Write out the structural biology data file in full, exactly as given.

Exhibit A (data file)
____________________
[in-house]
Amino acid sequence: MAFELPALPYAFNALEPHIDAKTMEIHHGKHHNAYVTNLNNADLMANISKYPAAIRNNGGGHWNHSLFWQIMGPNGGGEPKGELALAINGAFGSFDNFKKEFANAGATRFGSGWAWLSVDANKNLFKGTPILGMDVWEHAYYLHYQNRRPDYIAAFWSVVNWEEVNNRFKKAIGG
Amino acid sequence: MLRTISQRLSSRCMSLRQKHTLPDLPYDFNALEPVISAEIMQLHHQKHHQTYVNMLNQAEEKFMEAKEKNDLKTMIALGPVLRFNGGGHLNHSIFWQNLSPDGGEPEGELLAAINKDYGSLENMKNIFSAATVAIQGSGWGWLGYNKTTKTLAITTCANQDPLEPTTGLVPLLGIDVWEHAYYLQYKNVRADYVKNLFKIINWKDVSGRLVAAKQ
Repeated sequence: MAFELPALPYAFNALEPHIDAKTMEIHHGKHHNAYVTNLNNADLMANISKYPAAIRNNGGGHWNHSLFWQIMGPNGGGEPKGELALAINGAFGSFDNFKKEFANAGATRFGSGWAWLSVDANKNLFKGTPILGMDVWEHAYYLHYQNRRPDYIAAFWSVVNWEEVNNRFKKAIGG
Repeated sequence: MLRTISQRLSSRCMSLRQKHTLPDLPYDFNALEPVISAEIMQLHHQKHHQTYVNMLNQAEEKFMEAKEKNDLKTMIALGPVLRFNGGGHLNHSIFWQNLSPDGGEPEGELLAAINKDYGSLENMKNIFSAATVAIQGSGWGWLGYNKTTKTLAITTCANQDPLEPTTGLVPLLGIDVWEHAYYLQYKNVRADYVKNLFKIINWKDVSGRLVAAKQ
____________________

[in-house]
Amino acid sequence: MAFELPALPYAFNALEPHIDAKTMEIHHGKHHNAYVTNLNNADLMANISKYPAAIRNNGGGHWNHSLFWQIMGPNGGGEPKGELALAINGAFGSFDNFKKEFANAGATRFGSGWAWLSVDANKNLFKGTPILGMDVWEHAYYLHYQNRRPDYIAAFWSVVNWEEVNNRFKKAIGG
Amino acid sequence: MLRTISQRLSSRCMSLRQKHTLPDLPYDFNALEPVISAEIMQLHHQKHHQTYVNMLNQAEEKFMEAKEKNDLKTMIALGPVLRFNGGGHLNHSIFWQNLSPDGGEPEGELLAAINKDYGSLENMKNIFSAATVAIQGSGWGWLGYNKTTKTLAITTCANQDPLEPTTGLVPLLGIDVWEHAYYLQYKNVRADYVKNLFKIINWKDVSGRLVAAKQ
Repeated sequence: MAFELPALPYAFNALEPHIDAKTMEIHHGKHHNAYVTNLNNADLMANISKYPAAIRNNGGGHWNHSLFWQIMGPNGGGEPKGELALAINGAFGSFDNFKKEFANAGATRFGSGWAWLSVDANKNLFKGTPILGMDVWEHAYYLHYQNRRPDYIAAFWSVVNWEEVNNRFKKAIGG
Repeated sequence: MLRTISQRLSSRCMSLRQKHTLPDLPYDFNALEPVISAEIMQLHHQKHHQTYVNMLNQAEEKFMEAKEKNDLKTMIALGPVLRFNGGGHLNHSIFWQNLSPDGGEPEGELLAAINKDYGSLENMKNIFSAATVAIQGSGWGWLGYNKTTKTLAITTCANQDPLEPTTGLVPLLGIDVWEHAYYLQYKNVRADYVKNLFKIINWKDVSGRLVAAKQ